"This season there has been quite a bit of discussion in the aerobatic community about installing very light weight 2 blade props on 4 cylinder Lyco engines. The short version is that the engine needs mass to absorb the power pulses. This mass can be in the form of 6th order crankshaft counterweights, or a propeller that is heavy enough, or made of the right materials, to absorb the energy pulses. I know of at least one owner who discovered that a carbon fiber 2 blade propeller was bad for his un-counterweighted Lyco. The engine was discovered to be internally destructing. Gears coming apart and other very expensive problems.<br style="color: rgb(51, 51, 51); font-family: Verdana, Arial, Tahoma, Calibri, Geneva, sans-serif; font-size: 13px; : rgb(250, 250, 250); "><br style="color: rgb(51, 51, 51); font-family: Verdana, Arial, Tahoma, Calibri, Geneva, sans-serif; font-size: 13px; : rgb(250, 250, 250); ">The bolt loosening described in the previous post is a symptom of the prop (and the engine) getting beat up by the lack of dampening of the engine power pulses.<br style="color: rgb(51, 51, 51); font-family: Verdana, Arial, Tahoma, Calibri, Geneva, sans-serif; font-size: 13px; : rgb(250, 250, 250); "><br style="color: rgb(51, 51, 51); font-family: Verdana, Arial, Tahoma, Calibri, Geneva, sans-serif; font-size: 13px; : rgb(250, 250, 250); ">Interestingly, 6 cylinder engines have much lower amplitude power pulses so they don't have this problem. 3 blade propellers absorbe the energy differently than 2 blade props (different phase relationships) also, so the 3 blade MT's (wood core blades) seem to work well.<br style="color: rgb(51, 51, 51); font-family: Verdana, Arial, Tahoma, Calibri, Geneva, sans-serif; font-size: 13px; : rgb(250, 250, 250); "><br style="color: rgb(51, 51, 51); font-family: Verdana, Arial, Tahoma, Calibri, Geneva, sans-serif; font-size: 13px; : rgb(250, 250, 250); ">Hope this info helps. My guess is that you should not do that installation.<br style="color: rgb(51, 51, 51); font-family: Verdana, Arial, Tahoma, Calibri, Geneva, sans-serif; font-size: 13px; : rgb(250, 250, 250); "><br style="color: rgb(51, 51, 51); font-family: Verdana, Arial, Tahoma, Calibri, Geneva, sans-serif; font-size: 13px; : rgb(250, 250, 250); ">Best of luck,<br style="color: rgb(51, 51, 51); font-family: Verdana, Arial, Tahoma, Calibri, Geneva, sans-serif; font-size: 13px; : rgb(250, 250, 250); "><br style="color: rgb(51, 51, 51); font-family: Verdana, Arial, Tahoma, Calibri, Geneva, sans-serif; font-size: 13px; : rgb(250, 250, 250); ">Wes<br style="color: rgb(51, 51, 51); font-family: Verdana, Arial, Tahoma, Calibri, Geneva, sans-serif; font-size: 13px; : rgb(250, 250, 250); ">N78PS"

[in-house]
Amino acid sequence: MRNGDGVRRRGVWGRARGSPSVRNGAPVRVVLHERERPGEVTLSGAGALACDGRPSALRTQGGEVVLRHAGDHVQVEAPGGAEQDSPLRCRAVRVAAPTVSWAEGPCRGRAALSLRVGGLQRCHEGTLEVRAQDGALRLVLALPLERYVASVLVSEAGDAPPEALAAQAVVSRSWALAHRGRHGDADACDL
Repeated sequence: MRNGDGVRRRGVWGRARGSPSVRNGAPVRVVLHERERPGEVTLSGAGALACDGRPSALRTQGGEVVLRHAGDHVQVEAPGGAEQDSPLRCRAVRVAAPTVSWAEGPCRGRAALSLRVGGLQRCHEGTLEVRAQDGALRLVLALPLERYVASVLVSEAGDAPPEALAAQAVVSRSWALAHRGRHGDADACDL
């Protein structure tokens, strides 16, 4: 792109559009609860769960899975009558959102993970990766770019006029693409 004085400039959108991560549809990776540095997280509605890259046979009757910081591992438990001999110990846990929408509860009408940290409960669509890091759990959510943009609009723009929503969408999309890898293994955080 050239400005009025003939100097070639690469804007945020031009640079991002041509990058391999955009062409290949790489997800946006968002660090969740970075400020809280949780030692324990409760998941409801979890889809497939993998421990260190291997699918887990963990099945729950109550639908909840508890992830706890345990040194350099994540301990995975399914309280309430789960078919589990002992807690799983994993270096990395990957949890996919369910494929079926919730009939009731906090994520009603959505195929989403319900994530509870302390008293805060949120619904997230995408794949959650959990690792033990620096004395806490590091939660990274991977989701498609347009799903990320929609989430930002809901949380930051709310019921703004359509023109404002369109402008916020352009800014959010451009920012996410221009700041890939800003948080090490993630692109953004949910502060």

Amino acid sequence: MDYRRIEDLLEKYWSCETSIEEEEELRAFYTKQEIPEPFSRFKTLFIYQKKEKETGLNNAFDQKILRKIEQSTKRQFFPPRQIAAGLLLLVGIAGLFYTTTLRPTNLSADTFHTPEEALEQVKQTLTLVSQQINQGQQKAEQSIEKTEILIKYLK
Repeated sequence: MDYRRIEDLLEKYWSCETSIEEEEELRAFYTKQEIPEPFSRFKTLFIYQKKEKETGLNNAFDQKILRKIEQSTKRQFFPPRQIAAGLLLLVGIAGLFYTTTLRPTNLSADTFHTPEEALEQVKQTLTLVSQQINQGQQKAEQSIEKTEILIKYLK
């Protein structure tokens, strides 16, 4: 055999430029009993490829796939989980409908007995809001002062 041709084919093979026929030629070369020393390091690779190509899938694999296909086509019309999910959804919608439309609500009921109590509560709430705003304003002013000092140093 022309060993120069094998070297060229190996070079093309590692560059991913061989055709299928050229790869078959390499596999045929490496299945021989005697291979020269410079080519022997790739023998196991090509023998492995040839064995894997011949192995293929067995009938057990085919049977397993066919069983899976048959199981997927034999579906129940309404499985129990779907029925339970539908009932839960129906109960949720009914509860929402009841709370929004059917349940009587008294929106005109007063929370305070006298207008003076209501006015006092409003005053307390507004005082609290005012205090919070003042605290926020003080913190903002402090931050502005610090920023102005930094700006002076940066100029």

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Old 02-24-2012, 07:55 PM   #19
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Thanks very much everyone, this has taught me a great deal.

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Old 02-24-2012, 08:38 PM   #20
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My Pitts S-1S numbers, O-360 Lycoming, 2x2 crossover exhaust, runs good. Prop is a 76-62 Sensenich.

2700 rpm gives me 138 knots - 159 mph, cross-checked with GPS groundspeed on a two-way run.

Full throttle, let the nose drop a little and at 200mph it is turning 3100 rpm.

Hangs on to altitude real well in the Unknown, so has decent acceleration out of the hole.

I fly it pretty much the way cwilliamrose and grassroots describe.Edited by: Guido Lepore

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Old 02-25-2012, 12:08 AM   #21
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Is there still a place for wood props on S-1's.
Steve

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Old 02-28-2012, 01:56 PM   #22
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Steve,


Performance Propeller, Caddo, and Sensenich just to name a few. I have had two Performance Properller (Warnke) and a third one on the way for my Single seat 300hp. Will be a three blade custom. 76"Dia 58 Pitch.


JST

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Old 02-28-2012, 03:46 PM   #23
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Catto aerobatic propsare wood core, with glass/carbon layups, similar to an MT. Much more rigid and stable than an all-wood prop. IMO,the only advantage of an all-wood prop over a composite wood core propis price. Edited by: grassroots